P90 Pickups: A Guide (Tone, Genre, Pros & Cons)

By Richard •  Updated: 08/05/22 •  6 min read

Plenty of guitarists have used P90 pickups over the years, so why aren’t they more popular nowadays? Here’s everything you need to know about P90 Pickups in one complete guide…

A Quick History of The P90 Pickup…

When it comes to pickups on your guitar, nothing divides opinion like the humble P90. First used in 1946, the P90 pickup was designed by Gibson as a replacement for its then-ubiquitous bar (or blade) pickup.

The first guitar to use P90 pickups was Gibson’s ES-150 which was released shortly after World War 2. From 1946 onwards, P90 pickups became Gibson’s standard pickup for all of its commercial models.

Between 1946 and 1957, the P90 pickup enjoyed its time as the de facto pickup inside nearly all of Gibson’s guitars. But its reign at the top was short-lived.

In 1957, the humbucker was invented, bringing with it significantly greater output than the P90 and, importantly, less hum.

The P90 wasn’t replaced right away, it took a few years for the transition to humbuckers to take effect, but after a short period of time, the P90 was relegated to just a few, select ES-330, Les Paul, and SG models.

By the 1970s, smaller single-coil pickups, mini-humbucking pickups, and uncovered humbucking pickups all but made the P90 extinct in Gibson’s guitar range.

That was, however, until the rise of punk rock which acted as a kind of resurrection of the P90.

The P90 Pickup, Punk Rock & The 1970s

During the 1970s, the P90 made something of a comeback. Reissues of classic Gibson models – notably the ’58 Reissue Les Paul – used P90 pickups.

But it was guitarists like Johnny Thunders, Mick Jones of The Clash, and Steve Jones of The Sex Pistols that put the P90 back on the map, following the popularity of cheaper Gibson Les Paul Junior models.

Johnny Thunders of The New York Dolls used a Les Paul Junior equipped with P90 pickups. It was a huge part of the band’s overall sound. And Thunders was a major influence on Mick Jones (The Clash) and Steve Jones (The Sex Pistols). And this in turn led to the Gibson Les Paul Junior becoming the guitar of choice for 1970 punk bands.

P90 Sound & Tonal Qualities

P90 Pickups

Because P90 pickups are essentially single coil pickups, just with more coil turns (around 2000 compared to standard single coil pickups) they possess a brighter and airier tone than most humbucker pickups. They’re not as bright as Fender single coil pickups but they are noticeably brighter and clearer than humbuckers.

The magic with P90 pickups happens in the middle and lower end, and this is what really separates them from single coil pickups and humbuckers. P90 pickups kind of occupy a middle ground, having plenty of “thickness” but also lots of clarity and detail at the high end.

What does this mean?

You essentially get the traditional twanginess of a single coil pickup with added layers of warmth and thickness that isn’t usually present on standard single coil pickups used on Telecasters and Strats. In this respect, the P90 is kind of a single-coil/humbucker hybrid, having elements of both pickups in its tonal range.

Types of Music Suited To P90 Pickups

If you’re into playing metal or anything with lots of gain, a P90 pickup probably isn’t what you should go for. In this context, a humbucker is going to be your best bet – they’re designed to handle high gain and distortion.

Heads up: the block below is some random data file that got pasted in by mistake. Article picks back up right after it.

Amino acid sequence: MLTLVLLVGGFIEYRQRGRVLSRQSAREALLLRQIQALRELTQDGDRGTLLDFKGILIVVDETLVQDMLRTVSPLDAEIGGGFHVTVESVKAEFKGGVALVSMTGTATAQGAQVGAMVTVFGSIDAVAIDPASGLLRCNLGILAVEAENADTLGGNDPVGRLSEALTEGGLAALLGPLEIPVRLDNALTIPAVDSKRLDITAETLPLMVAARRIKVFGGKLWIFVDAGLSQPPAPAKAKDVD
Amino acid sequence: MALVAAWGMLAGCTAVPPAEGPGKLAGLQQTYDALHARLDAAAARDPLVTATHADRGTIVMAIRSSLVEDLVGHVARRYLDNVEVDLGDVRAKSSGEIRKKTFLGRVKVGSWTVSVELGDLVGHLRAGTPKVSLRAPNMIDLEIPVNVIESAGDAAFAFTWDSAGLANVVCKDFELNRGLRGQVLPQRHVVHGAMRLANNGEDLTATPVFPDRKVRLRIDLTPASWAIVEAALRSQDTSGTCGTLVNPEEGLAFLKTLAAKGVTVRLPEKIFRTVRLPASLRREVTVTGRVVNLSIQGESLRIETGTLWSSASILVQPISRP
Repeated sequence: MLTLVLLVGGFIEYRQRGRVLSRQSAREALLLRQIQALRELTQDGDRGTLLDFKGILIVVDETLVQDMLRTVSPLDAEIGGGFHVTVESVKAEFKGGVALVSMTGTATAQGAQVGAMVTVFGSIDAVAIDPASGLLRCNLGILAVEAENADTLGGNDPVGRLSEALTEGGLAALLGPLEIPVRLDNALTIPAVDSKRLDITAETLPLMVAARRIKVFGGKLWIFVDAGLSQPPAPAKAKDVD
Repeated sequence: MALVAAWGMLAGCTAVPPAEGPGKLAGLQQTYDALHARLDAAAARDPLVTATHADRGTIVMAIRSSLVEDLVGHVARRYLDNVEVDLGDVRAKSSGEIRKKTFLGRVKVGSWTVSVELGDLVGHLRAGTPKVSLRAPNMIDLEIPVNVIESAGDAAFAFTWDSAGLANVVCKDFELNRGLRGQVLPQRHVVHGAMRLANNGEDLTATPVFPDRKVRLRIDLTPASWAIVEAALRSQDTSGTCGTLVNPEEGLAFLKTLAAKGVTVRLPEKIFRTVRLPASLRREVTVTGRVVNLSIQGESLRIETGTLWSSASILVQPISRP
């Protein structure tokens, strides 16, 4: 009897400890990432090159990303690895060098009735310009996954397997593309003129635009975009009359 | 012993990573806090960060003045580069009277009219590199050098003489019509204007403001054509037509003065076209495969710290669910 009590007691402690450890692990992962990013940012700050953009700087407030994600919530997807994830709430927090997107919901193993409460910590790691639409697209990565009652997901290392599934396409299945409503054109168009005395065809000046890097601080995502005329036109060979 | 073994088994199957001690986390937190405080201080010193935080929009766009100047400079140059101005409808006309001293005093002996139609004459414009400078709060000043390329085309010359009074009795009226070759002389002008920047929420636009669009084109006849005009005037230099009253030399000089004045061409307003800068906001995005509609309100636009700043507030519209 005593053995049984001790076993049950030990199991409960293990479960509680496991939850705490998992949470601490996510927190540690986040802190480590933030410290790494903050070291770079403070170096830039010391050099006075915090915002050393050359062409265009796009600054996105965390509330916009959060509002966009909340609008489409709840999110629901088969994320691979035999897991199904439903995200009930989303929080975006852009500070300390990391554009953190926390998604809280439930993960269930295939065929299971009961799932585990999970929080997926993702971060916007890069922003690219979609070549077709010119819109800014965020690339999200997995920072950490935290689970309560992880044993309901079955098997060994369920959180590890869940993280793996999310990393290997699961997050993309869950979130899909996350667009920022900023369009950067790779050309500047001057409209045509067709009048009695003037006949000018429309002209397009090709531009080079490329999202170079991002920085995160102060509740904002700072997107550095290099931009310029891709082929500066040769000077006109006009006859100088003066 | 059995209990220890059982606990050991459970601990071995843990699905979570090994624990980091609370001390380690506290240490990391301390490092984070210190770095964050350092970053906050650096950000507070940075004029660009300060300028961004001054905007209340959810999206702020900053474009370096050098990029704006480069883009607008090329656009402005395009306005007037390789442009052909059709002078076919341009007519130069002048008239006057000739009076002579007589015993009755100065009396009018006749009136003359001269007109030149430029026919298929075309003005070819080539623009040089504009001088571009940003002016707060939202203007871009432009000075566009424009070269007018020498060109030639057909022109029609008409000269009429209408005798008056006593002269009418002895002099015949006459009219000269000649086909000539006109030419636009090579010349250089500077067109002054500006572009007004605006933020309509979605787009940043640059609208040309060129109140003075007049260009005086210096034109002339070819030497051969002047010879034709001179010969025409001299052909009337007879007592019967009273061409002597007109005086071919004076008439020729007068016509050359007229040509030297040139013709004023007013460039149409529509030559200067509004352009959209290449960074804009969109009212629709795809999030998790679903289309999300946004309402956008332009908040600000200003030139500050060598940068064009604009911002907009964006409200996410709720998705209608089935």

P90 pickups, however, can handle can down with the best of them when required, so if you’re in a rock band or you play punk, a P90 pickup is a great option – especially for those after a heavy rhythm guitar sound.

P90 pickups guide

This is why the P90 was used so by classic punk bands like The Clash, The New York Dolls, and The Sex Pistols.

The design and tonal qualities of the P90 pickup, while not great for metal, are perfectly suited to the following genres of music:

Guitarists That Use P90 Pickups

Popular Guitars With P90 Pickups

Types of P90 Pickups

When it comes to P90 pickups, you have a range of casings that they come in. The type of guitar you go for will depend on the style of casing used for its P90 pickups. Currently, there are three types of P90 casings:

P90 Disadvantages – When You SHOULDN’T Use Them

A lot of guitarists love P90 pickups. Carlos Santana was a huge advocate of the P90. Ditto Rick Beato. But there is a certain type of music that is definitely not suited to guitars that run P90 pickups. I’m talking, of course, about the greatest and highest form of music ever created: METAL.

Why aren’t P90 pickups suited to metal? Like any single coil pickup, a P90 cannot handle the type of extreme high gain and distortion required to create an iconic metal tone. You’ll have issues with humming, and feedback, and it’ll just sound terrible.

This is why Fender’s guitars that are designed for metal – like Jim Root of Slipknot’s signature models – run humbucker pickups. Humbuckers are DESIGNED to handle things like high-gain and distortion. They also eliminate hum too, so you get that heavy sound without losing any clarity.

Bottom line? If you want to play metal, use a guitar that runs humbucker pickups. And make sure you check out our guide to the best guitars you can buy right now.

For anything else, though, P90 pickups are a great option. They sound incredible in a mix and in live situations. They have plenty of low-end thickness and lots of brightness at the high end. For jazz, rock, country, blues, and indie music, the P90 is a beautiful pickup for creating earthy, organic guitar tones.


Richard has been playing guitar for over a decade and is a huge fan of metal, doom, sludge, and rock music in general – though mostly metal. Having played in bands and worked in studios since the early 2000s, Richard is a massive music production geek, a fan of minimalist recording techniques, and he really likes old-school guitars.

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